(Reuters) – European stocks slipped on Friday as U.S. employment data pointed towards slowing growth in the world’s largest economy, with retail and travel stocks exposed to American markets suffering the most.
The pan-European STOXX 600 index slipped 0.6%, marking its worst fall in two weeks after data showed the U.S. economy created the fewest jobs in seven month in August. Global equities also tumbled after the data.
Retail stocks were among the worst performers for the day, dropping 0.9%. Bookseller WH Smith, which makes at least a quarter of its earnings from U.S. customers, was the worst performer in the sector, down 3.4%.
Travel stocks sank 1%.
The laggard U.S. data was attributed to a rise in the highly contagious Delta variant of the coronavirus. But analysts saw a bright side in the reading, specifically that weakness in the job market would give less impetus to the Federal Reserve to rein in liquidity measures.
“Friday’s weaker-than-expected jobs puts less pressure on the Fed to taper its stimulus, which is likely to provide a short-term boost for stocks. The stock market loves stimulus and any indication that the Fed will remain fully accommodative is good news for investors,” said Jay Pestrichelli, CEO of ZEGA Financial.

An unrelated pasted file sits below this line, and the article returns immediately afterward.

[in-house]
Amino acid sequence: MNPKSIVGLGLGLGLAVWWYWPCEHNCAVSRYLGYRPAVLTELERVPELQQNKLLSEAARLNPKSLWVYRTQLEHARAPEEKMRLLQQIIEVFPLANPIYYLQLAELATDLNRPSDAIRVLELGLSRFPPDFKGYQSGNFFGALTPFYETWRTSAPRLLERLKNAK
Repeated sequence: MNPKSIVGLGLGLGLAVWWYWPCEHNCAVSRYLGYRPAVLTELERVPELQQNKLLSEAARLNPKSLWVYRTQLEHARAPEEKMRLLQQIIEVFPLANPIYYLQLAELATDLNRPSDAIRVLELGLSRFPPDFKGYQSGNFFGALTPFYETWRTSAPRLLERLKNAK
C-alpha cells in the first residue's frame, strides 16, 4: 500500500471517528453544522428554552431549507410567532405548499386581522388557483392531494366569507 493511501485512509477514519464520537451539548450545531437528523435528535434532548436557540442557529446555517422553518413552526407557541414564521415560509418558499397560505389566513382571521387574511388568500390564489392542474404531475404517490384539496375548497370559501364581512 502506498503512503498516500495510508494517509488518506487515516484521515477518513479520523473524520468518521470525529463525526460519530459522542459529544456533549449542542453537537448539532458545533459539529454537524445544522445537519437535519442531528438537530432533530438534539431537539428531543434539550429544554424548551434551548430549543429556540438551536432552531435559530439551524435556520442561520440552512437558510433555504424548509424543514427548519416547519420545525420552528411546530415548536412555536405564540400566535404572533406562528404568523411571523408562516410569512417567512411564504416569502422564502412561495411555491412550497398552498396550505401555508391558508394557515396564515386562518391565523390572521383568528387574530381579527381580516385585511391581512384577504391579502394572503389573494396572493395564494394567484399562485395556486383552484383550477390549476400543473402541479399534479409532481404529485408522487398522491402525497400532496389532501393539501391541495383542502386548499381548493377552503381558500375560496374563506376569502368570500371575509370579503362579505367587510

European technology stocks were the best performers for the week, up nearly 2% as investors fled to sectors most resilient to disruptions caused by the pandemic.
A private survey also showed activity in China’s services sector contracted sharply in August as restrictions to curb the COVID-19 Delta variant threatened to derail the recovery.
But euro zone business activity remained strong last month, IHS Markit’s survey showed, suggesting the bloc’s economy could be back to pre-COVID-19 levels by year-end despite fears about the Delta variant of the coronavirus and widespread supply chain issue.
The European Central Bank will meet next week amid calls from several hawkish members to slow down its pandemic-era purchases programme. A Reuters poll sees the bank announcing a cut to its asset purchases, given a recent spike in inflation.
Payments company Nexi slipped 0.8% after Italy’s competition watchdog said it had opened an investigation into the company’s planned merger with domestic rival SIA.
Spanish fund distribution firm Allfunds jumped 11.7%, and was the best performer on the STOXX 600 after its maiden first-half results beat expectations.
German exchange operator Deutsche Boerse is expected to announce new entrants to the blue-chip DAX index on Friday, part of the index’s biggest ever overhaul.
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